Retired football star Terrell Owens has been in the papers recently for what appears to have been a drug overdose. It was the culmination of a desperate year that included an attempt to revive his career with stem cells. He received the treatment on his knee in Korea in September.
Owens is the latest in a string of high-profile sports celebrities to undergo unproven stem cell treatments in an attempt to extend their careers. Also in September, Indianapolis Colts quarterback Peyton Manning had his neck treated with stem cells in Europe. Last year, former New England Patriots lineman Jarvis Green had stem cell treatment in Colorado. In April 2010, New York Yankees pitcher Bartolo Colon underwent a stem cell procedure in the Dominican Republic. And while perhaps not a sports celebrity trying to extend his career, former Texas A&M cheerleader, current Texas governor, and republican presidential candidate Rick Perry (pictured) underwent a stem cell treatment in June to fix his back.
For the others — well, Perry too for that matter — it would be too early to judge effectiveness even under the most optimistic stem cell regeneration scenarios. But there’s a good chance they’ll come to be advertised as successful.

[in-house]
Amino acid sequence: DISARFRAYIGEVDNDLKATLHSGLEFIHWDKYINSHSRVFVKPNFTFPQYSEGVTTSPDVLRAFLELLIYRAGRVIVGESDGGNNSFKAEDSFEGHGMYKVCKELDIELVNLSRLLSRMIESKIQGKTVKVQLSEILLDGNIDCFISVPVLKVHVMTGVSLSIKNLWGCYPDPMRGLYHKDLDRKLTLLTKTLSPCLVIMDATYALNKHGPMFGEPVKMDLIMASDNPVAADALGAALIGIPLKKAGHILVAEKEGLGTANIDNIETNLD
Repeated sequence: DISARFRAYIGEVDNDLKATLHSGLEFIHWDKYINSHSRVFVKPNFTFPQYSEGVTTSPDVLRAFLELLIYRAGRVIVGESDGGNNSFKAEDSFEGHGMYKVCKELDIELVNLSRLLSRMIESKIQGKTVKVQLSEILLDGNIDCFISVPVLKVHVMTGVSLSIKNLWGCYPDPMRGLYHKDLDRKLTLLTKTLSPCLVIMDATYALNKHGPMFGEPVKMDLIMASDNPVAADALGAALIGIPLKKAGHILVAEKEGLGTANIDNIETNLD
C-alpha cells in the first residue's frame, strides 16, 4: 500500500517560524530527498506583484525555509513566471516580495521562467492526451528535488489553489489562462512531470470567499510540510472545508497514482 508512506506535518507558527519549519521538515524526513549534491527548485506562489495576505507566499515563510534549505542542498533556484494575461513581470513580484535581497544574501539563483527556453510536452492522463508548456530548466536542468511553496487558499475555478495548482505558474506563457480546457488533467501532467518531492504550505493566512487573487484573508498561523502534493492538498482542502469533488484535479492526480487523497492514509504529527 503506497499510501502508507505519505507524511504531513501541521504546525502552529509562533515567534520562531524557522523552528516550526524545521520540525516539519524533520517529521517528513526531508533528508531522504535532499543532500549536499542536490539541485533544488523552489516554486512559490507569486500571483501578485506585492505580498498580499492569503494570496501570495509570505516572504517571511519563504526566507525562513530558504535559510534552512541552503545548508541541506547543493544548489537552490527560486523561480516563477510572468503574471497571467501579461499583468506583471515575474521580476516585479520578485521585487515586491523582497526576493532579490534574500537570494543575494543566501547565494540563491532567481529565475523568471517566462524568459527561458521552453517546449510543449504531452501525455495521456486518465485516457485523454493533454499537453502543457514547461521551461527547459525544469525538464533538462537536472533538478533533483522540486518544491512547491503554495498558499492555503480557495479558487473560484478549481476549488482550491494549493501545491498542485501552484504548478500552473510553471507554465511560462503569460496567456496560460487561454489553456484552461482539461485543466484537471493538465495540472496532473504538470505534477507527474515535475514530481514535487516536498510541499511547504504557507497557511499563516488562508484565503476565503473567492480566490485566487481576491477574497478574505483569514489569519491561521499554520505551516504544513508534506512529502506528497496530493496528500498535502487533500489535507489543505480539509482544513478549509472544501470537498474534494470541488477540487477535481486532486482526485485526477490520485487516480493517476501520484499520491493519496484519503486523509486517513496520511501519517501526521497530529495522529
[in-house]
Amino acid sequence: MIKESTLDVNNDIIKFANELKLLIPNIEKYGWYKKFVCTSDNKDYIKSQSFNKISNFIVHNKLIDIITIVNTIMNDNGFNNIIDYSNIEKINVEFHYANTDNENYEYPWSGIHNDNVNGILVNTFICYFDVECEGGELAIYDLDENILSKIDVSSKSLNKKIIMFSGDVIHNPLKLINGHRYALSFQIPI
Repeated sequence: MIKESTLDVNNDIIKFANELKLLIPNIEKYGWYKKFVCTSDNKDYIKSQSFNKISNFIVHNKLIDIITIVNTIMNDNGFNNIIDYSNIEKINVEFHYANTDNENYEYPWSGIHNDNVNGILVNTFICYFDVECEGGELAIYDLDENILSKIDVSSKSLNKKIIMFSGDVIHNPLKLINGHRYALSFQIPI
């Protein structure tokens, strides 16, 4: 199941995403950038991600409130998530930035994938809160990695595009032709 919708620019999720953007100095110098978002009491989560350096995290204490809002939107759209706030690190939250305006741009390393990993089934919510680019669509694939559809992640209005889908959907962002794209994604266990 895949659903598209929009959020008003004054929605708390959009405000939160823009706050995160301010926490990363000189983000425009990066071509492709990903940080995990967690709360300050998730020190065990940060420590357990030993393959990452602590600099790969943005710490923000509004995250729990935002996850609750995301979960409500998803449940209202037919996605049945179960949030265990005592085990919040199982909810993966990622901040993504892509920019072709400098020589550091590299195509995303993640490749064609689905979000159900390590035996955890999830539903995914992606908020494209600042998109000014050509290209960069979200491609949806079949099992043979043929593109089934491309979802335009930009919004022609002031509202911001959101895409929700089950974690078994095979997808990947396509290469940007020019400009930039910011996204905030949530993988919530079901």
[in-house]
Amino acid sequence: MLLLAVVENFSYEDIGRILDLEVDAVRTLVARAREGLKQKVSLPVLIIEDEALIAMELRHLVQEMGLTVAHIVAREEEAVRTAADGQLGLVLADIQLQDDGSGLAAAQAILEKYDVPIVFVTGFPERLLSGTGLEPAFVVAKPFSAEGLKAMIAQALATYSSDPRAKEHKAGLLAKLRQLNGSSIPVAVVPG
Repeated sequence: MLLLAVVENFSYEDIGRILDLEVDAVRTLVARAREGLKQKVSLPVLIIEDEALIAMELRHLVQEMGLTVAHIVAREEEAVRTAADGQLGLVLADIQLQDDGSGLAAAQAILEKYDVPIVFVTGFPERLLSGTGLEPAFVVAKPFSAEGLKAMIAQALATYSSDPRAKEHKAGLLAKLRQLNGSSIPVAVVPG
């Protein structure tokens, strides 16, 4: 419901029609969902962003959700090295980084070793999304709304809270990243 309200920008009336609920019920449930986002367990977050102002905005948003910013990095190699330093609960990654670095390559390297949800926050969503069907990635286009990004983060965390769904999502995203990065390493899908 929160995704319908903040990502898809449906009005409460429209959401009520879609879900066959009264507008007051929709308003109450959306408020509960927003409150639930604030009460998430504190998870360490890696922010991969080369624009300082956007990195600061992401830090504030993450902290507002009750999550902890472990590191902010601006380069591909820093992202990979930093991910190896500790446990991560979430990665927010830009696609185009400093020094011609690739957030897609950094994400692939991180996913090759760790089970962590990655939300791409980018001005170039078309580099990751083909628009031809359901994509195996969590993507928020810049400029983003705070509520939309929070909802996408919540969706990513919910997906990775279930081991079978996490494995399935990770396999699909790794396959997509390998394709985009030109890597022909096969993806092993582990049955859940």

The problem is that there is no evidence — of the sort that anyone with a scientific turn of mind would like to see — that any of these treatments work. And the legality of the procedure is being contested. Moreover there are some concerns over the safety of stem cell treatments — a few patients have died following such procedures, though it has not been possible to definitively link the deaths to the procedures.
But even as the procedures are unproven, unapproved, possibly unsafe and illegal, their popularity is spreading. Frequent reports of treatments by stars are reinforcing the idea that this is the thing to do. With that routineness, the real danger, according to some commentators, is that stem cells themselves may come to be looked on as powerless quack cures. Once they are scorned as disreputable technologies, scientists doing real clinical and basic research with stem cells might find doors being closed, says Doug Sipp, who studies the regulation and use of stem cells in the clinic at the Center for Developmental Biology in Kobe, Japan. “Despite having a real scientific basis, stem cells could come to be seen as no more effective than Power Balance bands,” says Sipp.
Image via Wikimedia Commons.